Monthly Archives: November 2011

Talking ‘Bout My Girl

She is Tingirl to all of us here, but at home we call her The Bear.

This is not a reference to her temperament, to her temper or to a tendency to steal picnic baskets. It simply has something to do with her real name, though it doesn’t rhyme with it or anything, it’s just one of those family things that make no sense to anyone else. She has been lucky in many ways – Tinson1 regularly has to answer to Beansprout, and Tinson2 to Smoddler.

She is the youngest and the only girl. There are two directions in which a girl in that situation can go – she can become a tomboy, keenly joining in with all of the boys’ games or, as she chose, she can go for the girly-girl approach, relying on womanly wiles (which she appears to have been born with) to get whatever she wants from them.

This girliness has followed her into teenagehood – her room now sports photos of boys – loads of boys, the only one of whom I recognise is the guy from the Twilight films. She wears make-up and she dresses as if she is determined to catch pneumonia. She has a school coat with the school crest on it but would not go out in that at weekends if she lived at the South Pole. It appears to be the only coat that she owns.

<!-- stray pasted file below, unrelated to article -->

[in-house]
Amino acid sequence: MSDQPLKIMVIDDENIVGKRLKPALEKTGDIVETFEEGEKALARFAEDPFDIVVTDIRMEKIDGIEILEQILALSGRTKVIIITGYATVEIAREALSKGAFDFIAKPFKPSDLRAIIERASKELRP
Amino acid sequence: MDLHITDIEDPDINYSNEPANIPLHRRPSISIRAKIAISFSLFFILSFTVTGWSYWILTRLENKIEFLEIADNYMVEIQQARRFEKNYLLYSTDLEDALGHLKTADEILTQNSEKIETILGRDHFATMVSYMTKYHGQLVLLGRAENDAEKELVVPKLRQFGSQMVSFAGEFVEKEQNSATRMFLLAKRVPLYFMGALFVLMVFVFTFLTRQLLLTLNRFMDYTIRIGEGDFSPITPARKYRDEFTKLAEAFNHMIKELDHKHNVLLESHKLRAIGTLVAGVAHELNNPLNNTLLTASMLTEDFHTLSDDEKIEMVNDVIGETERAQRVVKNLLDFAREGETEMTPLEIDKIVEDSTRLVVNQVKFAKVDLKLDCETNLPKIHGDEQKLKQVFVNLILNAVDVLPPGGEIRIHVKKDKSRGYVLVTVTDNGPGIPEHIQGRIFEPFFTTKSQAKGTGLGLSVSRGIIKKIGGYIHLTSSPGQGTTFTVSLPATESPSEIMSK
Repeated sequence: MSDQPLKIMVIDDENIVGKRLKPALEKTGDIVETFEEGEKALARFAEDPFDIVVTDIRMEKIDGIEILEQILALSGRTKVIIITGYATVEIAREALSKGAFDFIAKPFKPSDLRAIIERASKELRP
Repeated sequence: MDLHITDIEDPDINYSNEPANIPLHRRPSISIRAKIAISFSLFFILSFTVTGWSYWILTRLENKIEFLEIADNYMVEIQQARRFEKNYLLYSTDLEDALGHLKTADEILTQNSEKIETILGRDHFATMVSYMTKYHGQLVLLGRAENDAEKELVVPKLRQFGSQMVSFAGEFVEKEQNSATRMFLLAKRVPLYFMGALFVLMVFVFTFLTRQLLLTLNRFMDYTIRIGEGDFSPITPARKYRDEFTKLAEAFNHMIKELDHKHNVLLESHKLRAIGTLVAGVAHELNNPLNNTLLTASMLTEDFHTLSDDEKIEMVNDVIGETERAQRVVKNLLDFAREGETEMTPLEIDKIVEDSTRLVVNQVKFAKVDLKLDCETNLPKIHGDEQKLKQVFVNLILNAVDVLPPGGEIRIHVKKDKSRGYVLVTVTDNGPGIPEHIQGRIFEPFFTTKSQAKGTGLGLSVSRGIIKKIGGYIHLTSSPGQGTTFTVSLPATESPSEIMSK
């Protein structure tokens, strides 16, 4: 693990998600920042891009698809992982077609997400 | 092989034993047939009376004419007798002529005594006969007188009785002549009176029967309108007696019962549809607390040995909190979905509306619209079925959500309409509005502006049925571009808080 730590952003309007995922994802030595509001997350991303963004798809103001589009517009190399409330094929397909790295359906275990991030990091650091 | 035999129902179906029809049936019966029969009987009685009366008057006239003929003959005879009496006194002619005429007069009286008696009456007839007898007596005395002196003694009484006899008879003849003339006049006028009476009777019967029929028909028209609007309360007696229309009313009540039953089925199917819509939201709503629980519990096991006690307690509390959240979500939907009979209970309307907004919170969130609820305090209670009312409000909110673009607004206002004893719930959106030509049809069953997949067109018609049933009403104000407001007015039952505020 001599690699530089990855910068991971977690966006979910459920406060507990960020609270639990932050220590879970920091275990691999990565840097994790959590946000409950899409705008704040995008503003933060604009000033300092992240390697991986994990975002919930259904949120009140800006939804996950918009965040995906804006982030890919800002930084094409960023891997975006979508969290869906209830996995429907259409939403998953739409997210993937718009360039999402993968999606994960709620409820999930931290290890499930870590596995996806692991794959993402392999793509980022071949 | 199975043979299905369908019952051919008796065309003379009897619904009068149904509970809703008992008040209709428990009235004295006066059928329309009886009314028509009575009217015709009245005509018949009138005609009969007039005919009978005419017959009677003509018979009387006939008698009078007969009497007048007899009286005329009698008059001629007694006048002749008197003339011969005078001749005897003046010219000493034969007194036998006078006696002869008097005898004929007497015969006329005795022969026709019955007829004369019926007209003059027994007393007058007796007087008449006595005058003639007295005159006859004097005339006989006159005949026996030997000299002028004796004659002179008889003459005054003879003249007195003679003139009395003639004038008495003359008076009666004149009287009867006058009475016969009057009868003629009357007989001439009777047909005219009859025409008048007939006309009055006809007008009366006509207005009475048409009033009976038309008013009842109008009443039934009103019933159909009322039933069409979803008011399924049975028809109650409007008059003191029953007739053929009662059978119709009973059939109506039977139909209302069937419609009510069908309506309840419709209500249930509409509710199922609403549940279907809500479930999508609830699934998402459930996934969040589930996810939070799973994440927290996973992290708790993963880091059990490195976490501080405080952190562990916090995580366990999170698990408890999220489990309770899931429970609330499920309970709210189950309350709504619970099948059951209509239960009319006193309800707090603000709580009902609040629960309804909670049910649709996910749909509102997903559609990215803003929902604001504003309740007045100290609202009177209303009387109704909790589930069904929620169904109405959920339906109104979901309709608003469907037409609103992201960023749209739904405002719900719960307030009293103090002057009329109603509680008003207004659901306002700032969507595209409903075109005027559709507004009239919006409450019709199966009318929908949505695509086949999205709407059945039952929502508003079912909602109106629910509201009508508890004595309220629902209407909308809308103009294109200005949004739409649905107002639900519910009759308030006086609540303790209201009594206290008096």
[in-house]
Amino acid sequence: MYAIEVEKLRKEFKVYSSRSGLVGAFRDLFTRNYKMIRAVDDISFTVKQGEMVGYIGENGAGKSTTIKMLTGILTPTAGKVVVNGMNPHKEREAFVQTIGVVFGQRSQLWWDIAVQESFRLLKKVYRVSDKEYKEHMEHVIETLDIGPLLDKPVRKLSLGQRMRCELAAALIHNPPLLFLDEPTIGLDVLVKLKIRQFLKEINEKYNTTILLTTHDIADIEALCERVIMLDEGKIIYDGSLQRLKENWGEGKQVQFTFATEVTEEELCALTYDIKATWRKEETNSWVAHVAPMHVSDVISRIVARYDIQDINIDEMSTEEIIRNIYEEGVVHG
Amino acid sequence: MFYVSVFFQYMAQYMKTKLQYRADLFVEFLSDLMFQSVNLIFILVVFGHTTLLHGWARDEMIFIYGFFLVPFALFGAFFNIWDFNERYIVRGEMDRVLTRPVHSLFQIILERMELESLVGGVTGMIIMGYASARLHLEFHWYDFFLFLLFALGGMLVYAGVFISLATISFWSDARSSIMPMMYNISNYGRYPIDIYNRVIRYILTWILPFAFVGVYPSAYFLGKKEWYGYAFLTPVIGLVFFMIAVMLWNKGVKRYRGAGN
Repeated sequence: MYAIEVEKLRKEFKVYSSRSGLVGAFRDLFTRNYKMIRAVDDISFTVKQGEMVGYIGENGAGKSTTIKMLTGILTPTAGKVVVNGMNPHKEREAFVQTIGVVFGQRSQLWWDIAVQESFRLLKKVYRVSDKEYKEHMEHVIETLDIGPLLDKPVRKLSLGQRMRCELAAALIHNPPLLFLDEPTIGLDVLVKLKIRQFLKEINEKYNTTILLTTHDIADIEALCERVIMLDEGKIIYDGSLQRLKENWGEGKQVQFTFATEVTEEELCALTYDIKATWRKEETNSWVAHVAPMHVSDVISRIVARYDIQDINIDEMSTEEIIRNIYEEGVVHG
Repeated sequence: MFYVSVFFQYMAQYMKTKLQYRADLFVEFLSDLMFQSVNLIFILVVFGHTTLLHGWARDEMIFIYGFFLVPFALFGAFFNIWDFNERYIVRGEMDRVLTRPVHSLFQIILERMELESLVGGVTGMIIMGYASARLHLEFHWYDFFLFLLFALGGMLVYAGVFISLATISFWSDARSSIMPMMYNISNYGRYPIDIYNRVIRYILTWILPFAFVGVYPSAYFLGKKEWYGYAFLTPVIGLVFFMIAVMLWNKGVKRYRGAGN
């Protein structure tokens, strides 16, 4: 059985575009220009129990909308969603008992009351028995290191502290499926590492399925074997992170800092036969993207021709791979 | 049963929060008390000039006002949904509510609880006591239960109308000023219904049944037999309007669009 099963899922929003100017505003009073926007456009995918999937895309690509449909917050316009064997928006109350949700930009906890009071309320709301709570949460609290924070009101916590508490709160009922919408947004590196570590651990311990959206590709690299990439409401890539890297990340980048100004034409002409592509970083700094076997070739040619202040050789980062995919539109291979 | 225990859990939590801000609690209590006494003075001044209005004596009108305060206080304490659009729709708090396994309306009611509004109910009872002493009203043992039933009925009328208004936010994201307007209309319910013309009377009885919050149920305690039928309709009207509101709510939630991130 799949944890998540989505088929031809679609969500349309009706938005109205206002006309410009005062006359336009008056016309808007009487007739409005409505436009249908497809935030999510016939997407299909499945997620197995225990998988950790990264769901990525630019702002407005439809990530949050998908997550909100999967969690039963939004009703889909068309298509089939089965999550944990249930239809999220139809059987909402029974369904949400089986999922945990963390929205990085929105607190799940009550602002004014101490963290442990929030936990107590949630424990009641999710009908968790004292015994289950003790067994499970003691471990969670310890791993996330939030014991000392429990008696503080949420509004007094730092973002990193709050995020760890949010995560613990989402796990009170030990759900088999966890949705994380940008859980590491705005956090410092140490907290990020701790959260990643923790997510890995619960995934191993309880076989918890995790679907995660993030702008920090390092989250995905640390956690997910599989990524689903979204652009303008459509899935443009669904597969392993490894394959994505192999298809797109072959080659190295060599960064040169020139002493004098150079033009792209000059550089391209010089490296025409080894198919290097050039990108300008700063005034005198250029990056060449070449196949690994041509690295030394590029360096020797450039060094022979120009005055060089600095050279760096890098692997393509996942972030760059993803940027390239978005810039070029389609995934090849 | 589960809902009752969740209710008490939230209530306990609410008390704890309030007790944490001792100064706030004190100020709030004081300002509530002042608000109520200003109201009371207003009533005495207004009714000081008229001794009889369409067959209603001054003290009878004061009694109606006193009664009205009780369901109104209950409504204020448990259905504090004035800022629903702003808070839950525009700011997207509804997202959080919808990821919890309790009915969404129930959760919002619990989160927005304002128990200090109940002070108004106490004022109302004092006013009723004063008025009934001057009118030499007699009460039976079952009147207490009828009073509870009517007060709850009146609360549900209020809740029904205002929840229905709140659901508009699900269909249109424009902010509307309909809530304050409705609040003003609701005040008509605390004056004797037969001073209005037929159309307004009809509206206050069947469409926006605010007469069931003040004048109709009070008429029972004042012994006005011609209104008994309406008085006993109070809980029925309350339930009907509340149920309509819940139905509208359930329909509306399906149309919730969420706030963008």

She is an avid reader, a talented and passionate actress and something of a mystery to a dad who never had sisters and has no idea what she is thinking, or if she’s at the right age to be thinking it. As she has grown, though, we have become friends, sharing much the same sense of humour. We also share a love of Harry Potter, of baseball (yes, in Ireland) and of phone-voting for Song 9 in the Eurovision Song Contest each year without waiting to find out what it is.

As I have written before she wants to study drama and become an actress. This would probably lead to a life of poverty, long periods of unemployment and possibly many months away from home.

I hope she gets it, though, because she would happily put up with all of those things if she could realise her dream, and a life spent working at what you most love doing must surely be the most satisfying life of all.